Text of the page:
After developing sports and entertainment venues across the country, Blake Cordish, a principal in the company that has been doing this for four generations, paid Arlington a huge tribute at the opening event of Texas Live!
“We’ve entered into partnerships with many cities. But there’s something about ours here that I want you to know … Arlington has no peer.”
His compliment perfectly reflects the legacy of our city’s quintessential “can do!” spirit. For almost seven decades Arlington has pursued relationships with those who wished to invest heavily in our community.
It all began with General Motors building a post war automobile assembly plant here, then the development of a major industrial district around the nation’s first Six Flags amusement park, and then the arrival of Major League Baseball in 1972.
That set the stage for all that has followed and the burgeoning of more than $5 billion in projects currently underway across the city that can be identified by the countless numbers of construction cranes that can be seen throughout the city.
None of that would have occurred and none of what is happening right now would be happening without one essential element that has come to define Arlington’s remarkable heritage.
It requires an enlightened citizenry saying over and over that they want their town to be known for seizing opportunities to improve their quality of life.
They have recognized the value of economic growth providing ever-increasing revenue that the city uses to increase annually the level of public facilities and services to residents while, at the same time, keeping tax burdens among the lowest in the region.
The recently released city budget for the coming year reflects this reality as well as any example that could be found.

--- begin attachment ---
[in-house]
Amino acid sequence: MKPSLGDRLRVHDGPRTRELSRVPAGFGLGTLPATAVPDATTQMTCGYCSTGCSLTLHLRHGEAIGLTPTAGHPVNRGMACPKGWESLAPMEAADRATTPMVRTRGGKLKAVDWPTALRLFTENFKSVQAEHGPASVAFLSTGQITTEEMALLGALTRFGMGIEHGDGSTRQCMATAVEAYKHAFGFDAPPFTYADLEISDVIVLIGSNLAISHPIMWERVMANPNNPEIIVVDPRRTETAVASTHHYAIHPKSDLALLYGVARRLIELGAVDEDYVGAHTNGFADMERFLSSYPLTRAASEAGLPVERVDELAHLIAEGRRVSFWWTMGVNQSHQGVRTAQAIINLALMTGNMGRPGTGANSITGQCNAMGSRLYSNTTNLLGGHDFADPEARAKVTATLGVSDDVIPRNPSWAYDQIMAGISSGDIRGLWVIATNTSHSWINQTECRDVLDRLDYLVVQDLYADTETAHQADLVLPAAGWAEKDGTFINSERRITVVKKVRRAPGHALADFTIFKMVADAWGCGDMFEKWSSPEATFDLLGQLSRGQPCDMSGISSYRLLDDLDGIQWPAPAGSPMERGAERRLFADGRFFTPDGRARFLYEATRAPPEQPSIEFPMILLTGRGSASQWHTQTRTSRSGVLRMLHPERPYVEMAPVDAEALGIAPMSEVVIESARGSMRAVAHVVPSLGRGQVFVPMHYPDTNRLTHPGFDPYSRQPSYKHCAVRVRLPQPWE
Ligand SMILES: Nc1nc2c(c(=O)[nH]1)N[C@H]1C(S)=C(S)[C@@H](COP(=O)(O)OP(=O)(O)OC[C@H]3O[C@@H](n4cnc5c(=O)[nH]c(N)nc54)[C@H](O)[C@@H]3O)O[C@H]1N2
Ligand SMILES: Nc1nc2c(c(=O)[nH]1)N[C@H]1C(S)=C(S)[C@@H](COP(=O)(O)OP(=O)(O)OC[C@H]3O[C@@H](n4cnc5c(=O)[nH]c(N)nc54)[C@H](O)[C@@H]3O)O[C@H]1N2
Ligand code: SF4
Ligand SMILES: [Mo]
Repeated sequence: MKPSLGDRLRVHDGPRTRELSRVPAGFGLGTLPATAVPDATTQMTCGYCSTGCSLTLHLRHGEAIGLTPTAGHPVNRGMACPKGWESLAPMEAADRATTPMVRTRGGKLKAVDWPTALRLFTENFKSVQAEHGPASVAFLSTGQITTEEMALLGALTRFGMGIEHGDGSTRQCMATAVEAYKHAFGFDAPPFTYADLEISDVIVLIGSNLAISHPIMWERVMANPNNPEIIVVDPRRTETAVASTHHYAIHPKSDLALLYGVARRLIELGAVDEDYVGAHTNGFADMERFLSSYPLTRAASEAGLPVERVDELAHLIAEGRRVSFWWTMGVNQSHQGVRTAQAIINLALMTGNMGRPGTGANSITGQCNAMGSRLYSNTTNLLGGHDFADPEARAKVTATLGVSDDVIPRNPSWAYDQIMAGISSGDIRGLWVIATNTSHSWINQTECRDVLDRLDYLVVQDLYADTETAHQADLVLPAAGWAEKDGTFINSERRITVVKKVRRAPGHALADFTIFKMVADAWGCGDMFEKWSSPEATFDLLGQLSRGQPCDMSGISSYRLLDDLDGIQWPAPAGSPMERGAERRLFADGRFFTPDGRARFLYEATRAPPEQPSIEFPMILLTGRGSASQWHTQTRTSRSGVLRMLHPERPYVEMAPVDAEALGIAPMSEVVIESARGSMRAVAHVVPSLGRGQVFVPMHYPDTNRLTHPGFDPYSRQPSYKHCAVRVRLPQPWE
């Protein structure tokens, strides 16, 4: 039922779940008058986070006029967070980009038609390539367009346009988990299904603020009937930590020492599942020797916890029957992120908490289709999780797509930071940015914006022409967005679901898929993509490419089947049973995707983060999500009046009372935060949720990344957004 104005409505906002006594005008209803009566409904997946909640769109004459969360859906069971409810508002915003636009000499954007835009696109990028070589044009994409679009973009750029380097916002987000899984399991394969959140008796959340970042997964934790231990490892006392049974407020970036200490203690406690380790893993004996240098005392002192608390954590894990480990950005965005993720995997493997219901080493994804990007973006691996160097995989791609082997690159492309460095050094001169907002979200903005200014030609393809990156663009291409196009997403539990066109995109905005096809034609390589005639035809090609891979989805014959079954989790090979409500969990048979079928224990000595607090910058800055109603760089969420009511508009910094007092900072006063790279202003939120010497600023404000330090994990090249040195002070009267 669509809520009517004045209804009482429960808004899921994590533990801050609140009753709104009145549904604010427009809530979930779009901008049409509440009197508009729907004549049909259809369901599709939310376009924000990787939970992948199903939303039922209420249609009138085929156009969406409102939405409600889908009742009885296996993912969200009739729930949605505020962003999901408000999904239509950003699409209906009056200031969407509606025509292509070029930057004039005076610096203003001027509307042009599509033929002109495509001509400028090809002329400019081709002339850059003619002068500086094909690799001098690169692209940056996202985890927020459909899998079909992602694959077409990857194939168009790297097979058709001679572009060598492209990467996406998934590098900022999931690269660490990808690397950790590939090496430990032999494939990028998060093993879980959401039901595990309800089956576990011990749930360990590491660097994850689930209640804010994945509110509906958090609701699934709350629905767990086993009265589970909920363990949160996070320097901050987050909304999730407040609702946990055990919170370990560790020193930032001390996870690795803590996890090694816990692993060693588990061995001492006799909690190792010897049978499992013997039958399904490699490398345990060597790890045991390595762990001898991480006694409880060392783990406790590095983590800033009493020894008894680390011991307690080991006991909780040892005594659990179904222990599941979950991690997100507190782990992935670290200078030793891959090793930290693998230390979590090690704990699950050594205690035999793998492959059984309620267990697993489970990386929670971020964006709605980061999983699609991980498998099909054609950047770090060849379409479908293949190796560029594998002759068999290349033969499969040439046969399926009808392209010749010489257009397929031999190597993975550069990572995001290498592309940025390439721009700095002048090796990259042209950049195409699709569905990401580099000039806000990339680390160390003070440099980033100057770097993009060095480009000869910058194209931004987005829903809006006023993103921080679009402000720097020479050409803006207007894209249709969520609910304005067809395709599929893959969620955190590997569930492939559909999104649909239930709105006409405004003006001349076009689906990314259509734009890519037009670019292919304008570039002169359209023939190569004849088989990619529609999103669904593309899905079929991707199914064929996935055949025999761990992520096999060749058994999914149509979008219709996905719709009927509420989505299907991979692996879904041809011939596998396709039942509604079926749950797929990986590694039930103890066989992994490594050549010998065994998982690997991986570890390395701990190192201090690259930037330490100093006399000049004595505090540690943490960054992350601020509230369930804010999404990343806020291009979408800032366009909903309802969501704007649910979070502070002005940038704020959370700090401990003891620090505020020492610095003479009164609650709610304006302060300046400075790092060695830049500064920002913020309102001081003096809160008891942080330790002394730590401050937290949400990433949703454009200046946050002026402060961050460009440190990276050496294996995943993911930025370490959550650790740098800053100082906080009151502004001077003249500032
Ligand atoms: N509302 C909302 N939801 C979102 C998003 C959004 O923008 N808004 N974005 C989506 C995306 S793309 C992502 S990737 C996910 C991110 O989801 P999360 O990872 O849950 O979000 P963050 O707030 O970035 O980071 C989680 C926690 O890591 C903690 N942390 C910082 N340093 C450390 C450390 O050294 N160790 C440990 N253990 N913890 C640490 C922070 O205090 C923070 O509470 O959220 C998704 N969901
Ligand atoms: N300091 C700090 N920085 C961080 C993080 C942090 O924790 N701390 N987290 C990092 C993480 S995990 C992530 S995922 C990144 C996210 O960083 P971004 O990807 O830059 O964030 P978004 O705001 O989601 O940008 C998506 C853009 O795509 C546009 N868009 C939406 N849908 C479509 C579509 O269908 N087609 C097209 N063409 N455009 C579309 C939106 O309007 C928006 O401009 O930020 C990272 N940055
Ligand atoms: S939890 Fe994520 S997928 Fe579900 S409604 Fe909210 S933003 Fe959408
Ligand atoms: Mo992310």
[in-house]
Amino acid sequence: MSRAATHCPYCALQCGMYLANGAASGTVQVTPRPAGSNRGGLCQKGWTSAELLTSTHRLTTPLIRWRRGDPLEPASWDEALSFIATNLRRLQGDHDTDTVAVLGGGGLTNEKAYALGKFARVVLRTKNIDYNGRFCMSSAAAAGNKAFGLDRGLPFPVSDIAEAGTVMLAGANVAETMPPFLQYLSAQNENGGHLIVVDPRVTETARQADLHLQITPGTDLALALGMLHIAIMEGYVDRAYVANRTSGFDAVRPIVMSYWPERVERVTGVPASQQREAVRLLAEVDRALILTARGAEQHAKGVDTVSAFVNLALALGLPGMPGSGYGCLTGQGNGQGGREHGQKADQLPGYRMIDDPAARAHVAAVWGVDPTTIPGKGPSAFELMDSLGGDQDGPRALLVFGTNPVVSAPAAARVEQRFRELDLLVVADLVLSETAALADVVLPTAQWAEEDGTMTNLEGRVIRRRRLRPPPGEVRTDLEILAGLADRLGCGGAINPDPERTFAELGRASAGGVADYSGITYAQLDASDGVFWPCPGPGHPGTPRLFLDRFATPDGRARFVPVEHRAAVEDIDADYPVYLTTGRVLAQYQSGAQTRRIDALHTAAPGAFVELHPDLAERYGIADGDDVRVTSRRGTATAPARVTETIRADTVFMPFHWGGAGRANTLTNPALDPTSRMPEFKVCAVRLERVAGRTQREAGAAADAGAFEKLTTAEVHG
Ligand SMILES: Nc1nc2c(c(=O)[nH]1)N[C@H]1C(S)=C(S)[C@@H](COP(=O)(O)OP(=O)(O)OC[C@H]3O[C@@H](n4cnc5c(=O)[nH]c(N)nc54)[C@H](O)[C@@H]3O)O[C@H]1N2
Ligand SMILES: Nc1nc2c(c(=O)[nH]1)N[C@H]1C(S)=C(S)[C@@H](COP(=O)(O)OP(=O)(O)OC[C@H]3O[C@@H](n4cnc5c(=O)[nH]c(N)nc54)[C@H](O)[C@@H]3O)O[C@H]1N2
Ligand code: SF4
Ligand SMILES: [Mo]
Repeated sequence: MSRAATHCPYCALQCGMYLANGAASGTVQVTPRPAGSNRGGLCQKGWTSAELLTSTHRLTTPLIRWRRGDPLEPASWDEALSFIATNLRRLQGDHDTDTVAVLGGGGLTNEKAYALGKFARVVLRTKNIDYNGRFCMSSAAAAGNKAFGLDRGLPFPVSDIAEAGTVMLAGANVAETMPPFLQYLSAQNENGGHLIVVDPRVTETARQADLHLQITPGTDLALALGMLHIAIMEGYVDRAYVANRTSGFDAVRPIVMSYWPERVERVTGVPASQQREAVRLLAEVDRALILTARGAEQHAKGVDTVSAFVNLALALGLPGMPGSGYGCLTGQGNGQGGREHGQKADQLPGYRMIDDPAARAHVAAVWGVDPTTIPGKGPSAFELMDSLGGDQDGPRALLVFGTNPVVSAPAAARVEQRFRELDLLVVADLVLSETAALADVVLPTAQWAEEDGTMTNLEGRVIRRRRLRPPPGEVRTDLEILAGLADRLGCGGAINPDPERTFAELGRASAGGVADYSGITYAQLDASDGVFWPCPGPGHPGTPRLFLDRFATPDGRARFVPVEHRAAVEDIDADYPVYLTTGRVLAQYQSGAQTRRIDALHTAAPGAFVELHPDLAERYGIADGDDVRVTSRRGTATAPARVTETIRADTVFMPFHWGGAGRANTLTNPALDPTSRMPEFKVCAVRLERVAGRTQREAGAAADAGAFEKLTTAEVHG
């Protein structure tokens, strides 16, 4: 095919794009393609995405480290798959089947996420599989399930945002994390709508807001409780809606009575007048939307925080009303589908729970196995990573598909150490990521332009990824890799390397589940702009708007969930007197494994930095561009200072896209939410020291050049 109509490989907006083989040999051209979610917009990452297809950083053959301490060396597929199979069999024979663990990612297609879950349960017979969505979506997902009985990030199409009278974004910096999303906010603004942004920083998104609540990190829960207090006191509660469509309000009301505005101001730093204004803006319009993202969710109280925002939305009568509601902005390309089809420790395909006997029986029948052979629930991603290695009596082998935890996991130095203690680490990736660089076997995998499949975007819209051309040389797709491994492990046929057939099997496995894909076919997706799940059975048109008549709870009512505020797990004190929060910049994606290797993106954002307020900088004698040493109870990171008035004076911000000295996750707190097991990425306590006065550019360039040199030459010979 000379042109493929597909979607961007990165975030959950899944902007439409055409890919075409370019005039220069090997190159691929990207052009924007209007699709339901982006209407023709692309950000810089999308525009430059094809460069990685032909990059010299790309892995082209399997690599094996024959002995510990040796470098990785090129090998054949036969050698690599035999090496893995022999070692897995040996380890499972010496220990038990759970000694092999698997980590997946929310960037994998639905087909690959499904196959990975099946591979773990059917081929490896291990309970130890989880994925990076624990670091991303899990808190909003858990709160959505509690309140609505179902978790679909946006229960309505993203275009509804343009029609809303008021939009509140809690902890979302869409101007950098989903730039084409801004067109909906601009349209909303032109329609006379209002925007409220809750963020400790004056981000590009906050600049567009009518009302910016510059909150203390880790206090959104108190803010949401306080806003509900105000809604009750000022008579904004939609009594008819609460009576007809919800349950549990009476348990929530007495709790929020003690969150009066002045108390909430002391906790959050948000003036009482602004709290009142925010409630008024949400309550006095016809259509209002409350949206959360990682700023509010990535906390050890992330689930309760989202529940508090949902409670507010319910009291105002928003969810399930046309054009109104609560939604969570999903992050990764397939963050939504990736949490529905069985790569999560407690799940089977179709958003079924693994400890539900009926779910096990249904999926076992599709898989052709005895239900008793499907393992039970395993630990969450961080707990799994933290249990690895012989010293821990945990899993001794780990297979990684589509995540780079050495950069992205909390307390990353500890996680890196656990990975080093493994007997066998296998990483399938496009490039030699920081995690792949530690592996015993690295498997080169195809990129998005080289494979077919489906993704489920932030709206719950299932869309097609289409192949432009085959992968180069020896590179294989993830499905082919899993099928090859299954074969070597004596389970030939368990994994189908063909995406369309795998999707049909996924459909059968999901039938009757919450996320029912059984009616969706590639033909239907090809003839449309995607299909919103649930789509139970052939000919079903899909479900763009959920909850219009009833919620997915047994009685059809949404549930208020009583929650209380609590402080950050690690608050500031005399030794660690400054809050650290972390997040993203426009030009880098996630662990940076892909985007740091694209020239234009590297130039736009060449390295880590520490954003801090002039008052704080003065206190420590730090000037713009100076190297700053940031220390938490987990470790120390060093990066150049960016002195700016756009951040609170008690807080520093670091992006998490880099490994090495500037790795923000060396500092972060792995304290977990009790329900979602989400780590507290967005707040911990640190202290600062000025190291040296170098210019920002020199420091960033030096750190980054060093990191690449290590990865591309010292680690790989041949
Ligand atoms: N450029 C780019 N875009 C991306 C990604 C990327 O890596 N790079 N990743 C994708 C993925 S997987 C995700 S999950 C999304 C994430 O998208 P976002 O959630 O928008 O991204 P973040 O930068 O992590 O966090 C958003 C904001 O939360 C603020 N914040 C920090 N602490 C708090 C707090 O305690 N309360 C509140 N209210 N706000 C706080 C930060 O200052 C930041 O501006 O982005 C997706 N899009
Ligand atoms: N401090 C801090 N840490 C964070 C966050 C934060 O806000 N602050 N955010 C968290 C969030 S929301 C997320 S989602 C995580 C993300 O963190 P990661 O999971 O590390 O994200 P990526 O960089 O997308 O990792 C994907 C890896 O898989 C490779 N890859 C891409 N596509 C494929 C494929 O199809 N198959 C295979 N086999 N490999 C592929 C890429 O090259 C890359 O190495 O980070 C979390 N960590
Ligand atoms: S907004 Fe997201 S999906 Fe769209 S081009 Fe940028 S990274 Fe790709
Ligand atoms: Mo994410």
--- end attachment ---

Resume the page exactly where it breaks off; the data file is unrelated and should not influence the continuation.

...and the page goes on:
It provides for record levels of funding for police and fire protection, for street construction and repairs, for improvements to neighborhoods, and an ever-growing commitment to support the daily lives of our citizens.
All of that is taking place at the same time the budget is being achieved with the third annual reduction in the city’s tax rate.
Arlington has become used to seeing the confirmation of the city’s performance from entities evaluating how well things are going here compared to others across the country.
Here’s a few of the accolades recently received that boosted the sense of civic pride among our fellow citizens.
Because of quality city services and smart budgeting,
WalletHub.com has ranked Arlington as the best-run city in Texas and as the only Texas city to make it in the national Top 25 list.
You may be familiar with the fact that Money Magazine recently named Arlington as the Best Big City in the South, citing the median home price, average property tax, the unemployment rate and it being positioned as the entertainment capital of Texas.
Niche.com included Arlington in the top quarter of cities across the country with the lowest cost of living, based on the consumer price index and access to affordable housing using data from the U. S. Census.
This comprehensive assessment takes into account key factors, including a location’s housing, food, fuel costs, and the median tax rates to measure the overall affordability.
Smart Asset.com found Arlington to be fourth in the nation as a best city to raise a family. That ranking came after evaluating the city’s unemployment rate, rate of proficiency in math and reading, and the percentage of the population under the age of 20 – strong evidence to back that conclusion.
There are lots more like these on the list the city makes available on its website; just put “accolades and rankings” in the search box and it will take you right there with all the details.
Once you take a look at how Arlington is regarded among the nation’s great cities, you’ll know why Mr. Cordish said we have no peer when it comes to developing a partnership that produces results such as Texas Live! and all that is underway across the width and breath of the place we call home.
Mayor Jeff Williams is fond of declaring at events and occasions large and small taking place every week that, “It’s a great day in Arlington.”
Indeed, it is.
Richard Greene served as Arlington’s mayor from 1987-1997. He currently teaches in the University of Texas at Arlington’s graduate program in the College of Architecture, Planning and Public Affairs.